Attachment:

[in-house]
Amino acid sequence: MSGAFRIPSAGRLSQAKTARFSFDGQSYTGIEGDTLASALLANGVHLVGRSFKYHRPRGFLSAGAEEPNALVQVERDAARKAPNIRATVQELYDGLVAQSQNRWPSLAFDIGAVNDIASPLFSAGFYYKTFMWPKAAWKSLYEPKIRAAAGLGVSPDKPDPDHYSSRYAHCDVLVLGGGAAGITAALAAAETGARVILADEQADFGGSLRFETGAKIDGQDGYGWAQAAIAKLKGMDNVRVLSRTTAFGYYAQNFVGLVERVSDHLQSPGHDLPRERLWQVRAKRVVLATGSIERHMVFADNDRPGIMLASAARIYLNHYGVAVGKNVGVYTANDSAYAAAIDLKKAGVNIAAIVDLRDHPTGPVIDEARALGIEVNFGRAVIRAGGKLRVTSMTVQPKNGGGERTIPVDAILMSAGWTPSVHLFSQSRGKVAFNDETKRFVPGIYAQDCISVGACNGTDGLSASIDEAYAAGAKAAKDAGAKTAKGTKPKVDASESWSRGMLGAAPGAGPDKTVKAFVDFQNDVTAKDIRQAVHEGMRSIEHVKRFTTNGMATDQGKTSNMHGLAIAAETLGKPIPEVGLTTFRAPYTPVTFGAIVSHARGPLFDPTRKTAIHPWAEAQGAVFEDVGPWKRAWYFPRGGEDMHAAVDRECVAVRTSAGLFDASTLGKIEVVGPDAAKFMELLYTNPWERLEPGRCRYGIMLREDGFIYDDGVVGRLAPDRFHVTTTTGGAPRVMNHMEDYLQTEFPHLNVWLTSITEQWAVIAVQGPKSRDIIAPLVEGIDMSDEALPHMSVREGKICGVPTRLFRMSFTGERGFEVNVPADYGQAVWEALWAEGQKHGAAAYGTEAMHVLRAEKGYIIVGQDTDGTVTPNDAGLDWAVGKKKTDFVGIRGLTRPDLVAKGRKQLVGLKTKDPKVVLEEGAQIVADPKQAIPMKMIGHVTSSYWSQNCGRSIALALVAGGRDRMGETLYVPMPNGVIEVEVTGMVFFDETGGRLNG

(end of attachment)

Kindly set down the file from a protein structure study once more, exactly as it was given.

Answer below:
[in-house]
Amino acid sequence: MSGAFRIPSAGRLSQAKTARFSFDGQSYTGIEGDTLASALLANGVHLVGRSFKYHRPRGFLSAGAEEPNALVQVERDAARKAPNIRATVQELYDGLVAQSQNRWPSLAFDIGAVNDIASPLFSAGFYYKTFMWPKAAWKSLYEPKIRAAAGLGVSPDKPDPDHYSSRYAHCDVLVLGGGAAGITAALAAAETGARVILADEQADFGGSLRFETGAKIDGQDGYGWAQAAIAKLKGMDNVRVLSRTTAFGYYAQNFVGLVERVSDHLQSPGHDLPRERLWQVRAKRVVLATGSIERHMVFADNDRPGIMLASAARIYLNHYGVAVGKNVGVYTANDSAYAAAIDLKKAGVNIAAIVDLRDHPTGPVIDEARALGIEVNFGRAVIRAGGKLRVTSMTVQPKNGGGERTIPVDAILMSAGWTPSVHLFSQSRGKVAFNDETKRFVPGIYAQDCISVGACNGTDGLSASIDEAYAAGAKAAKDAGAKTAKGTKPKVDASESWSRGMLGAAPGAGPDKTVKAFVDFQNDVTAKDIRQAVHEGMRSIEHVKRFTTNGMATDQGKTSNMHGLAIAAETLGKPIPEVGLTTFRAPYTPVTFGAIVSHARGPLFDPTRKTAIHPWAEAQGAVFEDVGPWKRAWYFPRGGEDMHAAVDRECVAVRTSAGLFDASTLGKIEVVGPDAAKFMELLYTNPWERLEPGRCRYGIMLREDGFIYDDGVVGRLAPDRFHVTTTTGGAPRVMNHMEDYLQTEFPHLNVWLTSITEQWAVIAVQGPKSRDIIAPLVEGIDMSDEALPHMSVREGKICGVPTRLFRMSFTGERGFEVNVPADYGQAVWEALWAEGQKHGAAAYGTEAMHVLRAEKGYIIVGQDTDGTVTPNDAGLDWAVGKKKTDFVGIRGLTRPDLVAKGRKQLVGLKTKDPKVVLEEGAQIVADPKQAIPMKMIGHVTSSYWSQNCGRSIALALVAGGRDRMGETLYVPMPNGVIEVEVTGMVFFDETGGRLNG